Now, let's analyze the current situation of the typhoon and the course of the typhoon in detail with reporter Seo Dong-gyun of the meteorological team.

Reporter Seo, please check again from the current location of Typhoon Nan Madol.

<Reporter> This

is the appearance of Typhoon Nanmadol as seen from the satellite.

You can see the spiral vortex created by the typhoon so clearly.

It is currently moving north from the western sea of ​​Kagoshima, Japan.

It is expected to land in the inland of Kyushu, Japan around dawn tomorrow and then penetrate the interior of Japan.

Nan Madol once maintained a super-strength rating, but now it maintains a 'very strong' rating, which has been lowered by one level.

However, it is a typhoon with very strong winds exceeding 49 m/s from the center.

Although the distance from the center of the typhoon to Korea is a little far, since the radius of the strong wind of the typhoon is about 300 km to Korea, some Gyeongnam coasts will be affected by being within the direct impact zone.


I am worried about the damage from wind and rain.

Let's take a look at the nearest time of the typhoon by region once again.


Let's take a look at the most recent time in Korea where the typhoon passes by region.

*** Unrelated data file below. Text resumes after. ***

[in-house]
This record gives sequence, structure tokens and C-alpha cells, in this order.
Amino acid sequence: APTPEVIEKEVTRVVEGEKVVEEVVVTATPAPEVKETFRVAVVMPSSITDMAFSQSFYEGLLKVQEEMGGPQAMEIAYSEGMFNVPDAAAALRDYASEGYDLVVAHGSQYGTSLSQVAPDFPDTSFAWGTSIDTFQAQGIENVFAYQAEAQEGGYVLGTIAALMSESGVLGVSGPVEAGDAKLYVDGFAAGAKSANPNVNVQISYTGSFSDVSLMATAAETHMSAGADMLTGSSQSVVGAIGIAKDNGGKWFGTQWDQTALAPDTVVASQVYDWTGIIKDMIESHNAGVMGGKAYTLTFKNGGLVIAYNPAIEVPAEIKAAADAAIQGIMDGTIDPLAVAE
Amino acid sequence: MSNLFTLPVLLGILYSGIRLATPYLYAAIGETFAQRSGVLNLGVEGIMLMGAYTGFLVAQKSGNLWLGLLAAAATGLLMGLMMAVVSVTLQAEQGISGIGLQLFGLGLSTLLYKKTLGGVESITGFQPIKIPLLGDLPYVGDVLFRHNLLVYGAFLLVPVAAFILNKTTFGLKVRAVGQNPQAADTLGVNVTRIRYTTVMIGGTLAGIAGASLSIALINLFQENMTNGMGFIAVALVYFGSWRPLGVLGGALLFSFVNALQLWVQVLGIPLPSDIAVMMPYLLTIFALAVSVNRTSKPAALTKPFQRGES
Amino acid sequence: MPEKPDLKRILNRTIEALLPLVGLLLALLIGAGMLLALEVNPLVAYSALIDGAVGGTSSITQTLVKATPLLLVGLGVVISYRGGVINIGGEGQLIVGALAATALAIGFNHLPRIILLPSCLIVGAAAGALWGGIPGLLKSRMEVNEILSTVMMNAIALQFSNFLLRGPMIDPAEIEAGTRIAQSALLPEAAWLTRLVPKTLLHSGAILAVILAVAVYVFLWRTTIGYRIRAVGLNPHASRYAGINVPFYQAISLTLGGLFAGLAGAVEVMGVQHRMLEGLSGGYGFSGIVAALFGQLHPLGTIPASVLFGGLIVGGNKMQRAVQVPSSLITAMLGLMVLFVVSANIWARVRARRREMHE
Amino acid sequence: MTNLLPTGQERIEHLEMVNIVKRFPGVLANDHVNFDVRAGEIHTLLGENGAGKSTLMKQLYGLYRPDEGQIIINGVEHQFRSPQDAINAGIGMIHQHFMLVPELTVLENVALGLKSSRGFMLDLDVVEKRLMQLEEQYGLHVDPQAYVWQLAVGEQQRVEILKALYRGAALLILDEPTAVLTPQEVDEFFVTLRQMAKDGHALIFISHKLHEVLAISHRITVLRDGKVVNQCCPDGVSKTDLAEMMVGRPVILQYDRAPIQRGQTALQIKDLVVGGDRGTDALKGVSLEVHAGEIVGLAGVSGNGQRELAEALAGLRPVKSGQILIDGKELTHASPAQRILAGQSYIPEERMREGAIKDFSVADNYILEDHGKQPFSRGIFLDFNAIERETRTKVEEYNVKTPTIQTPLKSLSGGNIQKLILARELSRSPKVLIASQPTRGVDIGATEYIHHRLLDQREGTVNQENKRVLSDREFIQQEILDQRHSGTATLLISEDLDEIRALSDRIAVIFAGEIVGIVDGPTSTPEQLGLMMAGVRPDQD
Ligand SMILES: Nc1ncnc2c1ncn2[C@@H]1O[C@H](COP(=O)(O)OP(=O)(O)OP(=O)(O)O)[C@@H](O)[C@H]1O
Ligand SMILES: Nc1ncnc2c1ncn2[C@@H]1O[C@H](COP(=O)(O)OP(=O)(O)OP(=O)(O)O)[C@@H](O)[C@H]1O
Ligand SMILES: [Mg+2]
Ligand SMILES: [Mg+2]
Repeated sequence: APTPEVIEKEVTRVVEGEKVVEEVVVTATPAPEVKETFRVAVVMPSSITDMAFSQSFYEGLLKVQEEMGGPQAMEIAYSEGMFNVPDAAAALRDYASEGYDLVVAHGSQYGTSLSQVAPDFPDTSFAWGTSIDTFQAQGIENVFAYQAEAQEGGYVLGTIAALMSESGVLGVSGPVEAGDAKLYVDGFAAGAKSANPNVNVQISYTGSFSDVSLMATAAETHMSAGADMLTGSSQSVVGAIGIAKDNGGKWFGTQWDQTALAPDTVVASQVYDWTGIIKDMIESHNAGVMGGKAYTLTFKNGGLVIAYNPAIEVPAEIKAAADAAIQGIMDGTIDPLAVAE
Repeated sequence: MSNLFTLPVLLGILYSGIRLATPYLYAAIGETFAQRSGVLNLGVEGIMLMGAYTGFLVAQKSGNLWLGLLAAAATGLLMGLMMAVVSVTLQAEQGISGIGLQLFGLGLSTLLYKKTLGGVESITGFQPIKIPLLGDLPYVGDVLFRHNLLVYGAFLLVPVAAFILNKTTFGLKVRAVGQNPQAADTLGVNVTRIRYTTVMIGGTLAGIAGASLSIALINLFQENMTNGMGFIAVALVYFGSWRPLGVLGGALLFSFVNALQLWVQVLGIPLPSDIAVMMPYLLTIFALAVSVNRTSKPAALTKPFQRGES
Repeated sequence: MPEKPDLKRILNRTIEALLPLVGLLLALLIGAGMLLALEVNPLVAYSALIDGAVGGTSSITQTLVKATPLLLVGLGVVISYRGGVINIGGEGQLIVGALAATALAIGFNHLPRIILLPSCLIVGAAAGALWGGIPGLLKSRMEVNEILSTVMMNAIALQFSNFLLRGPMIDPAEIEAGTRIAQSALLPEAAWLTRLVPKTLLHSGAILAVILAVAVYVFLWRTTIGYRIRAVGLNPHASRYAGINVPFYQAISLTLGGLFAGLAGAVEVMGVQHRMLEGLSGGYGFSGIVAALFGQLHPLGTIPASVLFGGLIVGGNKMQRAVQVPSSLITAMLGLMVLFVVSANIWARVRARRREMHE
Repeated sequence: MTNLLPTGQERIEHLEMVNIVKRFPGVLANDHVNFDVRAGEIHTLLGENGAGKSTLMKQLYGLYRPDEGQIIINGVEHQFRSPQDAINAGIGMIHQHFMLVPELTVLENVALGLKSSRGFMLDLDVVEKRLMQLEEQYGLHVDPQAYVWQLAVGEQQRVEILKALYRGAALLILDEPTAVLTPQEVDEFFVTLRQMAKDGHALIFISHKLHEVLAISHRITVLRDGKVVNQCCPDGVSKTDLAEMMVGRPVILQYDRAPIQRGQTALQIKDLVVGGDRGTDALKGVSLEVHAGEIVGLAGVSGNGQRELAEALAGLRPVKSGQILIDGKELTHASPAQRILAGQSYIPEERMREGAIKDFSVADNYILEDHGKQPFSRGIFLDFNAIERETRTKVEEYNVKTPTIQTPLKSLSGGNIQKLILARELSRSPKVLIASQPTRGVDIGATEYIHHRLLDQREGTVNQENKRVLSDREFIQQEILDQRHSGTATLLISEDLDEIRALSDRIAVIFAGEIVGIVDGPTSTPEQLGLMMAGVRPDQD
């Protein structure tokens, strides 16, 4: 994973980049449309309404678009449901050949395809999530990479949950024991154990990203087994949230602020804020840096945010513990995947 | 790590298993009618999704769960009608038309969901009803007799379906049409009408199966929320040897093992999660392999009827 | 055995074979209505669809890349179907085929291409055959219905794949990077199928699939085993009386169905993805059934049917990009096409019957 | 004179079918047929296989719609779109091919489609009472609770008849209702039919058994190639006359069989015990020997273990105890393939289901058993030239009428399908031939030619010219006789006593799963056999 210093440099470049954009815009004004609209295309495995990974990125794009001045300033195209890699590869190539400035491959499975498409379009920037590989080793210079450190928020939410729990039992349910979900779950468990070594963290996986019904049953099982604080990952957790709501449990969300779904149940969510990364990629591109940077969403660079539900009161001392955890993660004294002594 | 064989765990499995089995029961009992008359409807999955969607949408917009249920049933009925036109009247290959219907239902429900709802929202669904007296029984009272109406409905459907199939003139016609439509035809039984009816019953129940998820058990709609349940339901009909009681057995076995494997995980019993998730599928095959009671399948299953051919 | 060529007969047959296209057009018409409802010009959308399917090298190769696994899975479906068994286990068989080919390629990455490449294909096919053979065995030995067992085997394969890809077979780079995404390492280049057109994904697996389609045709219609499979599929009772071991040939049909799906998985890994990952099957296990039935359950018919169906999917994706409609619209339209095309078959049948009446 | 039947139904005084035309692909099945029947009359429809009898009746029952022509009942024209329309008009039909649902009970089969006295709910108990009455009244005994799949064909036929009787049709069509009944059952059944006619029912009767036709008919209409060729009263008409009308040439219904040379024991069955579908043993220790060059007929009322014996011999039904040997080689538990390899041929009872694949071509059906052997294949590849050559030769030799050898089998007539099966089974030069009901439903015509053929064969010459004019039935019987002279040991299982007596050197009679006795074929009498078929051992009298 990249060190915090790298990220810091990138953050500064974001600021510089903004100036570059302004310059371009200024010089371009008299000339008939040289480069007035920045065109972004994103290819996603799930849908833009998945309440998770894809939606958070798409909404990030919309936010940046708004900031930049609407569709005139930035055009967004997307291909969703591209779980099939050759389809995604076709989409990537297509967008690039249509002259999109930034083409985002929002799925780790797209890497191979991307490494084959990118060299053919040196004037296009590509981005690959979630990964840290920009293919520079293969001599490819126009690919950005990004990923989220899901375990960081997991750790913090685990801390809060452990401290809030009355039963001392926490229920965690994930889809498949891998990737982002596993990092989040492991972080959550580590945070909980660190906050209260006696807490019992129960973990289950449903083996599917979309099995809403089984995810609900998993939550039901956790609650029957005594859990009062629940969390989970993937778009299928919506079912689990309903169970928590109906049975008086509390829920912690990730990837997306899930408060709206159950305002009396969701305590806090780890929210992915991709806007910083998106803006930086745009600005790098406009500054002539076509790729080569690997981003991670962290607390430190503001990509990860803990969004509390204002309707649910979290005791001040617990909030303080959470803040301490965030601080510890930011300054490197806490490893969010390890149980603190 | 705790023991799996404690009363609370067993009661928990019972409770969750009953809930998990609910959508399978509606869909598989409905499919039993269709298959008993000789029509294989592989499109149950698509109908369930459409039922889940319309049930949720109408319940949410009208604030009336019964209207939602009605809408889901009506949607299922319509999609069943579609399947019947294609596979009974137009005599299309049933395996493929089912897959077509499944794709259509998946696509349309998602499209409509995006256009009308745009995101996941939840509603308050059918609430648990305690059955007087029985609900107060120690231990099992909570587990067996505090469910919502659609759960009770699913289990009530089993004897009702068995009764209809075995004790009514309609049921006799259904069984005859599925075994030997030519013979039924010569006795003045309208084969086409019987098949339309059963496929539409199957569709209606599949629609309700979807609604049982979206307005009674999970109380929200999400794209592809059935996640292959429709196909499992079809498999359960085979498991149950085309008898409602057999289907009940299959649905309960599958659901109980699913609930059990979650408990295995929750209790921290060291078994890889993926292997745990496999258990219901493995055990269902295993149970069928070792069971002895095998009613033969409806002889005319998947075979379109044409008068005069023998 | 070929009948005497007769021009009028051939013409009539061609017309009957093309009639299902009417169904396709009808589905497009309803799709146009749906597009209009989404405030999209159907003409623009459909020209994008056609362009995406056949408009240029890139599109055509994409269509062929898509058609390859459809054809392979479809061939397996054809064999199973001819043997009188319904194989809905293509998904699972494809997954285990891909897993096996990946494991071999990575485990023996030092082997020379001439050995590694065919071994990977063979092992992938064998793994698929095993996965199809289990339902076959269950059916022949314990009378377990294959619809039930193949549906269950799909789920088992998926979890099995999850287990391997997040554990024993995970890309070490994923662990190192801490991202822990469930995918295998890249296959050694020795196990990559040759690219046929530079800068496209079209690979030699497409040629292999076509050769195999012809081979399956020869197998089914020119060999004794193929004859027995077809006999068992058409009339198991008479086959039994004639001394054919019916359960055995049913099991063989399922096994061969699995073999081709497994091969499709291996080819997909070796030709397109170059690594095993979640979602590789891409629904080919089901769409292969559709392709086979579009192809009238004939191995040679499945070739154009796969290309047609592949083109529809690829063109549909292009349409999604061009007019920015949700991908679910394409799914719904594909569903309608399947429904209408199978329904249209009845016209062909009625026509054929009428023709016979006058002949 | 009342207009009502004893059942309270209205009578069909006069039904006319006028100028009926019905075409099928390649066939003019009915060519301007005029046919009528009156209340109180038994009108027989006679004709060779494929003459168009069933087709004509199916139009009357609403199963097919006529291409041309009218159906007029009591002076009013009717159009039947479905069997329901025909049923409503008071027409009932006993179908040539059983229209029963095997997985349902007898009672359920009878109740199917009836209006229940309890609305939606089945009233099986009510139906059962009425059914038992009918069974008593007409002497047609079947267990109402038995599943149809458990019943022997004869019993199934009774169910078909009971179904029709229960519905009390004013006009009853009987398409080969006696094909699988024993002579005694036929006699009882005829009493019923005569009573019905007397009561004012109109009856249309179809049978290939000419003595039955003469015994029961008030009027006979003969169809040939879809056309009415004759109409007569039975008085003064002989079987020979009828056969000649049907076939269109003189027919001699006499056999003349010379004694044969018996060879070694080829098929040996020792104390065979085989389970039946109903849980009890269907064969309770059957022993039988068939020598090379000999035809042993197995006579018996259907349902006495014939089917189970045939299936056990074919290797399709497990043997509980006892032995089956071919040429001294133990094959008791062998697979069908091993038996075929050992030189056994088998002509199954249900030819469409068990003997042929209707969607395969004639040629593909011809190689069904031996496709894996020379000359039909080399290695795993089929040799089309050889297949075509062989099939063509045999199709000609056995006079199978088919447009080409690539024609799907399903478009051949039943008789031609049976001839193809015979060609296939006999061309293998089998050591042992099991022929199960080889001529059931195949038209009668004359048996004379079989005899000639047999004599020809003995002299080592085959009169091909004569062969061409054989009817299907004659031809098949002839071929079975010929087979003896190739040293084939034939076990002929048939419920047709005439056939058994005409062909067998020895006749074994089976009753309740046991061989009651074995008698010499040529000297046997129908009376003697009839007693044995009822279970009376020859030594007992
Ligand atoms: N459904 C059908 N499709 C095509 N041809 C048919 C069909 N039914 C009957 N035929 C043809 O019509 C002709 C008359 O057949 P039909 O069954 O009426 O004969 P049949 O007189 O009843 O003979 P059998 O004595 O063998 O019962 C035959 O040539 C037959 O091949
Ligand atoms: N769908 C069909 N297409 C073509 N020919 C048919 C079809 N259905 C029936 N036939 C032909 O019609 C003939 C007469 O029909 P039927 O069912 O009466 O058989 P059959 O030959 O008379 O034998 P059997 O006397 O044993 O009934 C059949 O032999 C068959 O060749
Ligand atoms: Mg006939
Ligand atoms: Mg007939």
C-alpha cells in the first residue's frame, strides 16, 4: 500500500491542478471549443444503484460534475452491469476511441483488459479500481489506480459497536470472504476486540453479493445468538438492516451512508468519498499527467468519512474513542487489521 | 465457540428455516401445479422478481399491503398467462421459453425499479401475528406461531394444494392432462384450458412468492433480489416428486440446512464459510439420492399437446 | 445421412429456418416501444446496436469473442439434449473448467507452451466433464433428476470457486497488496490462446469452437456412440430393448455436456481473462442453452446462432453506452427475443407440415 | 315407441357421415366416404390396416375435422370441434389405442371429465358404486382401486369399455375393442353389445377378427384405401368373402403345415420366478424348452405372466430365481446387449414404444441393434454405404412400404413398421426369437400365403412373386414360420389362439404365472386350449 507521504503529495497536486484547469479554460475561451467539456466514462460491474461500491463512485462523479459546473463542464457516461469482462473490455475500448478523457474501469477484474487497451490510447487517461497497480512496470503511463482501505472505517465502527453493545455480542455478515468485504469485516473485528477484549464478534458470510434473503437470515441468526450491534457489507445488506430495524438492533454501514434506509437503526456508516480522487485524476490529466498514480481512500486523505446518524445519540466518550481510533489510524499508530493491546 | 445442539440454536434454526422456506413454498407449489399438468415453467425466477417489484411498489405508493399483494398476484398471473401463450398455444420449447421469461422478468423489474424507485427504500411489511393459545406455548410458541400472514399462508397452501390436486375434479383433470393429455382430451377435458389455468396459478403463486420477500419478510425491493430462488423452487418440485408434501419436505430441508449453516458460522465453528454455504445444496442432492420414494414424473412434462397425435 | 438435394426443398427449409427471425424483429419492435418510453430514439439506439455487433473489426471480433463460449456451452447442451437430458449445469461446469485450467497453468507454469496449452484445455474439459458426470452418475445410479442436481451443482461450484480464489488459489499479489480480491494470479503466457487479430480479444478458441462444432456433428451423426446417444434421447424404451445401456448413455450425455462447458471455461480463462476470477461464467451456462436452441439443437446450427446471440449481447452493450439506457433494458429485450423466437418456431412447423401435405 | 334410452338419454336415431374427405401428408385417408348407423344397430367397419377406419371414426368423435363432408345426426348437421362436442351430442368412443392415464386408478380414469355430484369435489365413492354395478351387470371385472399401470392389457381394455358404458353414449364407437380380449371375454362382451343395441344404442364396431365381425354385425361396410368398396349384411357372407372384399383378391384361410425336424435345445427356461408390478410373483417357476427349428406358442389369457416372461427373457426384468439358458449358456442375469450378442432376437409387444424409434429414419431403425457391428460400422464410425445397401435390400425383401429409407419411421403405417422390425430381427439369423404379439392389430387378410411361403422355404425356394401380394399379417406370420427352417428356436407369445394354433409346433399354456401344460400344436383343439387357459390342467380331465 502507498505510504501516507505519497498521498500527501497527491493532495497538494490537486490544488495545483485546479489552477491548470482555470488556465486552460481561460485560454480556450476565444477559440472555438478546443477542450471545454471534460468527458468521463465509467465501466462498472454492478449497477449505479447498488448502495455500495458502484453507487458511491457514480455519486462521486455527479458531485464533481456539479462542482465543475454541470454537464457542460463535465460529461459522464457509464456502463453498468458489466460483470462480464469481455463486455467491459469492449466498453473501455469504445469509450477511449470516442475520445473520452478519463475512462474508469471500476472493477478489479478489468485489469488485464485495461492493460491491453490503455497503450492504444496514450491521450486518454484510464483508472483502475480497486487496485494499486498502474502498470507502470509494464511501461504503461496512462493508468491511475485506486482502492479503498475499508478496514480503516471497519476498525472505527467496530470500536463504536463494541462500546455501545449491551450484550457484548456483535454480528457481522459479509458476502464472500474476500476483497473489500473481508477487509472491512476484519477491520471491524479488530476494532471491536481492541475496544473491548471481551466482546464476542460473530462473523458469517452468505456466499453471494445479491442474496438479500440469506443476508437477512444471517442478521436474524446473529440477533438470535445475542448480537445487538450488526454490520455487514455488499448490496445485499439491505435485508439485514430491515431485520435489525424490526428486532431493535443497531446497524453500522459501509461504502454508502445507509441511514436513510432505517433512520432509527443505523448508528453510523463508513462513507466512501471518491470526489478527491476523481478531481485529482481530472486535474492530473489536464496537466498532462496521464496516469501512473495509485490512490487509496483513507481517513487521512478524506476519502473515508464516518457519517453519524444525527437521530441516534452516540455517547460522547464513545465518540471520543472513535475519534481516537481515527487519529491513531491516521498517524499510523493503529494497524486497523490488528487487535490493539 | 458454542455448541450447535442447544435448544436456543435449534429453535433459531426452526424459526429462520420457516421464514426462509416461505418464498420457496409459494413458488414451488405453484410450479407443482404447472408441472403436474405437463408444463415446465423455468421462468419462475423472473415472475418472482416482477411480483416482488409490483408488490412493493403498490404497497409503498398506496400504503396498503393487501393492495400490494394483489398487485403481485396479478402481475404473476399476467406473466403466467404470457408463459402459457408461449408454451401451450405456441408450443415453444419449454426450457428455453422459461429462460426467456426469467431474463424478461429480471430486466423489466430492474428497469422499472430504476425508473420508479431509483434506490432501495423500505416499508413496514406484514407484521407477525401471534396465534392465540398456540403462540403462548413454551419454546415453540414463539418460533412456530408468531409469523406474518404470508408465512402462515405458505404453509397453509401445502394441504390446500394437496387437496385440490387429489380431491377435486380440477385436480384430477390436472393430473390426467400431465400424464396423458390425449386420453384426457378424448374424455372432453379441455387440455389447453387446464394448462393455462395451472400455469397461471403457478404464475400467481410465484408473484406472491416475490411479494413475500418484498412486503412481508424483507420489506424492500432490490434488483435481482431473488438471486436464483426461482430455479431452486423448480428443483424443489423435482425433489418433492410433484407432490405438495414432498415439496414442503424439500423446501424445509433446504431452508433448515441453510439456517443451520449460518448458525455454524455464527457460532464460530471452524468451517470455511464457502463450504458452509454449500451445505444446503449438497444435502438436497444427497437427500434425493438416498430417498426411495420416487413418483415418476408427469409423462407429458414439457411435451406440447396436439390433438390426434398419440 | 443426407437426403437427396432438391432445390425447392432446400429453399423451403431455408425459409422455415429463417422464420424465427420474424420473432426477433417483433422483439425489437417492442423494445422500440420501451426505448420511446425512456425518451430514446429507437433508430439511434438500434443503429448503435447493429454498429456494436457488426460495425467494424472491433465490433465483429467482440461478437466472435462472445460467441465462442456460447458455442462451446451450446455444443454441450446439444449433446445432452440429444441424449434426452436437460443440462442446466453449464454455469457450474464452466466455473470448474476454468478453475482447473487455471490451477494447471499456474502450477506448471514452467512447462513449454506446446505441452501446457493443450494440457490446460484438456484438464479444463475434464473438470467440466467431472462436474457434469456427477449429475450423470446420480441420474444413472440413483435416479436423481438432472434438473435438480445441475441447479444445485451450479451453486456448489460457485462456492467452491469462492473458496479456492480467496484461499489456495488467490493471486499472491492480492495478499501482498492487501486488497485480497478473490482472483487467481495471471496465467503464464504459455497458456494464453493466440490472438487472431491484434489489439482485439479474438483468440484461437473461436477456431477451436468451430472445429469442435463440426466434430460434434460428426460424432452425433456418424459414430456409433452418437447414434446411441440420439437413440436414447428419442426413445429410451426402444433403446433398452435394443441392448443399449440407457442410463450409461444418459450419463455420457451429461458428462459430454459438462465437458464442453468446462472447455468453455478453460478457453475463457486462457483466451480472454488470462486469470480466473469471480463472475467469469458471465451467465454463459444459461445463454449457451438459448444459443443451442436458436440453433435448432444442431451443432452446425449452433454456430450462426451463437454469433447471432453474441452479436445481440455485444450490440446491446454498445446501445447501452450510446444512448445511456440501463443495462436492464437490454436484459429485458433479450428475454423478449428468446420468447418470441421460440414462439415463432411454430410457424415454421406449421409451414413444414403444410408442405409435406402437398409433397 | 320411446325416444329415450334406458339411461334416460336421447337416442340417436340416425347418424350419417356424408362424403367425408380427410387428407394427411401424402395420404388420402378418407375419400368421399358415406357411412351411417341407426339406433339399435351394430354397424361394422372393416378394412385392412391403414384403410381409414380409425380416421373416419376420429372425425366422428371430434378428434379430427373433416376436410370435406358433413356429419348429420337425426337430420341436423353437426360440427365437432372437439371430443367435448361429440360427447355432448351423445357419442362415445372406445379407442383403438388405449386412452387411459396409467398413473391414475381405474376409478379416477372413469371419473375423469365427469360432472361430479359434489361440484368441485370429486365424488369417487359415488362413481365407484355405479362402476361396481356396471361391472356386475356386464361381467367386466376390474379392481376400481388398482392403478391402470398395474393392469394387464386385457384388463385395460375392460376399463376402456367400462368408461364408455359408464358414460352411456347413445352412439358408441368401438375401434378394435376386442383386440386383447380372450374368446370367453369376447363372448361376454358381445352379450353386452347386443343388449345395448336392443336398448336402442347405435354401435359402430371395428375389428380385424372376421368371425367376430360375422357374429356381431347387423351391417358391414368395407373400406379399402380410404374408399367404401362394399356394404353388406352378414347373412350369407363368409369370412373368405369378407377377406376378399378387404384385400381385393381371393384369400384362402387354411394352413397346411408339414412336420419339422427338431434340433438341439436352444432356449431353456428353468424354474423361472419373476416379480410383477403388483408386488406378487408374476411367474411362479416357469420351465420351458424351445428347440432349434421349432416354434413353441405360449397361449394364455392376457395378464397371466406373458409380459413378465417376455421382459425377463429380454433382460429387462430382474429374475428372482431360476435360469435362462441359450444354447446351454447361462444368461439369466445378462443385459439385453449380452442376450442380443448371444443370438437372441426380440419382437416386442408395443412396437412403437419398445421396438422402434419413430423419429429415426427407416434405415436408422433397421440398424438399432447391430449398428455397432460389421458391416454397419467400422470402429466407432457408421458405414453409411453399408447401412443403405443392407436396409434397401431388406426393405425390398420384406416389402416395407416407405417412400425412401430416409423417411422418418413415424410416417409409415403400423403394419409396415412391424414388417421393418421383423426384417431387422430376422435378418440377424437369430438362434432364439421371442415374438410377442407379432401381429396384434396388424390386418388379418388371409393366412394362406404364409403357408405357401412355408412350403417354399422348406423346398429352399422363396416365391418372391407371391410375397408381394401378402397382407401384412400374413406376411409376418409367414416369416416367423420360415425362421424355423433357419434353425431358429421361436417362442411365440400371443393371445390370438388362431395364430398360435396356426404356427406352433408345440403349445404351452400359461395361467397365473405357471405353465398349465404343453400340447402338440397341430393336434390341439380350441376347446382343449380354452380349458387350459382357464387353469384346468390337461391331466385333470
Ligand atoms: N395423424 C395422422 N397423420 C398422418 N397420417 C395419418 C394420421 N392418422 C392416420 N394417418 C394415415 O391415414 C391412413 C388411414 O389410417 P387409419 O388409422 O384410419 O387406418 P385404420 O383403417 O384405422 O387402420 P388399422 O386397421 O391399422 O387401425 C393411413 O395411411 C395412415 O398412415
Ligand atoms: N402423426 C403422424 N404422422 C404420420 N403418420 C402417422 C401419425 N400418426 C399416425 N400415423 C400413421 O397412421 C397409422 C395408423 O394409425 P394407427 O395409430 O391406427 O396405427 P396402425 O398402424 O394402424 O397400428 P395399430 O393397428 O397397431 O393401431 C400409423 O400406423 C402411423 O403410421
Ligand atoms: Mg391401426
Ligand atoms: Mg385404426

First, we will approach Seogwipo at 5am, Geoje at 9am, Busan at 11am, Ulsan at 12pm and Pohang at 1pm.

Although the center of the typhoon is far away, the strong wind radius of the typhoon is large and the force of the typhoon is large, so it will be indirectly affected by rain and wind.

Up to 150mm of rain is expected on the coast of Gyeongnam by tomorrow, and as warm steam from the typhoon meets cold air from the north, up to 100mm of rain is forecast for Yeongdong, Gangwon, and 40mm for eastern Honam.

Wind is also an issue.

The turning point of this typhoon is from dawn to noon tomorrow, and winds of over 35 m/s will blow instantaneously in Jeju Island and Yeongnam, and gusts of 15 to 25 m/s will blow across the coast of the country, including the west coast.


Like the last Hinnamno, is there a reason why super strong typhoons come so often?


Let's take a look at the frequency of appearance of super strong typhoons.

This is the result of analysis by a team of experts from the World Meteorological Organization's Typhoon Committee.

Although it has been jagged since 1980, it has generally shown an upward trend.

The energy source that creates a typhoon is warm water vapor.

This shows the sea surface temperature near Korea and Japan, and you can see that the sea water temperature is very warm at 28 and 29 degrees.

It is about 1 degree higher than normal, but if the sea temperature is getting higher and higher due to climate change, the risk of a typhoon that can have such a super strong rating is increasing once a typhoon occurs.